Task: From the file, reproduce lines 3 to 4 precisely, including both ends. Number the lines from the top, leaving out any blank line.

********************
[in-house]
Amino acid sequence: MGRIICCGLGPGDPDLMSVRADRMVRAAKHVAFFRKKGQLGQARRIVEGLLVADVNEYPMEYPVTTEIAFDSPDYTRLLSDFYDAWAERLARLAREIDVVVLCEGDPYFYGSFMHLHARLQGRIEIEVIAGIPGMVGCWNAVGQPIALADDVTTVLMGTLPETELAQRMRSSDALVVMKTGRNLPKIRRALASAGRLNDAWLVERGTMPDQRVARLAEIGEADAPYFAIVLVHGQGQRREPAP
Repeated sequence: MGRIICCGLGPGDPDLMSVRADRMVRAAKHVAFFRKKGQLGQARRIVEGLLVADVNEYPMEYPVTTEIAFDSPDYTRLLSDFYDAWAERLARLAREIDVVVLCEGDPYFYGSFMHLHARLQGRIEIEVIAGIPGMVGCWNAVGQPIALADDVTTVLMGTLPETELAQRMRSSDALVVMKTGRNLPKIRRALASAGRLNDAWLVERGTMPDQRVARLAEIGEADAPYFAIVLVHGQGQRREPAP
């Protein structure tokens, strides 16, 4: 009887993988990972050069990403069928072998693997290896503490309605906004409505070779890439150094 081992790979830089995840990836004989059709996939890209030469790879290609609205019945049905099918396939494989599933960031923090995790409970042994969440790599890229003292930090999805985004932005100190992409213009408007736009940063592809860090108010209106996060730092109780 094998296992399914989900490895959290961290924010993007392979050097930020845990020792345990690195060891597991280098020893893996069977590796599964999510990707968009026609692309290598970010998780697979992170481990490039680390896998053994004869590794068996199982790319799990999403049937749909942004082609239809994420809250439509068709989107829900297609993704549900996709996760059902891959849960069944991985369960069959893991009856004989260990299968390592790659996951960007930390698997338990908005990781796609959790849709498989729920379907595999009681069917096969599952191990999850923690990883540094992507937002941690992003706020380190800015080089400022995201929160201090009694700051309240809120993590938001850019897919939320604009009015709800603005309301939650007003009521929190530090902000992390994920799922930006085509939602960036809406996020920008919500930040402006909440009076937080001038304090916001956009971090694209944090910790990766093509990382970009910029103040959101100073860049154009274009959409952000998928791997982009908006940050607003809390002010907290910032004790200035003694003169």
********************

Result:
Repeated sequence: MGRIICCGLGPGDPDLMSVRADRMVRAAKHVAFFRKKGQLGQARRIVEGLLVADVNEYPMEYPVTTEIAFDSPDYTRLLSDFYDAWAERLARLAREIDVVVLCEGDPYFYGSFMHLHARLQGRIEIEVIAGIPGMVGCWNAVGQPIALADDVTTVLMGTLPETELAQRMRSSDALVVMKTGRNLPKIRRALASAGRLNDAWLVERGTMPDQRVARLAEIGEADAPYFAIVLVHGQGQRREPAP
């Protein structure tokens, strides 16, 4: 009887993988990972050069990403069928072998693997290896503490309605906004409505070779890439150094 081992790979830089995840990836004989059709996939890209030469790879290609609205019945049905099918396939494989599933960031923090995790409970042994969440790599890229003292930090999805985004932005100190992409213009408007736009940063592809860090108010209106996060730092109780 094998296992399914989900490895959290961290924010993007392979050097930020845990020792345990690195060891597991280098020893893996069977590796599964999510990707968009026609692309290598970010998780697979992170481990490039680390896998053994004869590794068996199982790319799990999403049937749909942004082609239809994420809250439509068709989107829900297609993704549900996709996760059902891959849960069944991985369960069959893991009856004989260990299968390592790659996951960007930390698997338990908005990781796609959790849709498989729920379907595999009681069917096969599952191990999850923690990883540094992507937002941690992003706020380190800015080089400022995201929160201090009694700051309240809120993590938001850019897919939320604009009015709800603005309301939650007003009521929190530090902000992390994920799922930006085509939602960036809406996020920008919500930040402006909440009076937080001038304090916001956009971090694209944090910790990766093509990382970009910029103040959101100073860049154009274009959409952000998928791997982009908006940050607003809390002010907290910032004790200035003694003169």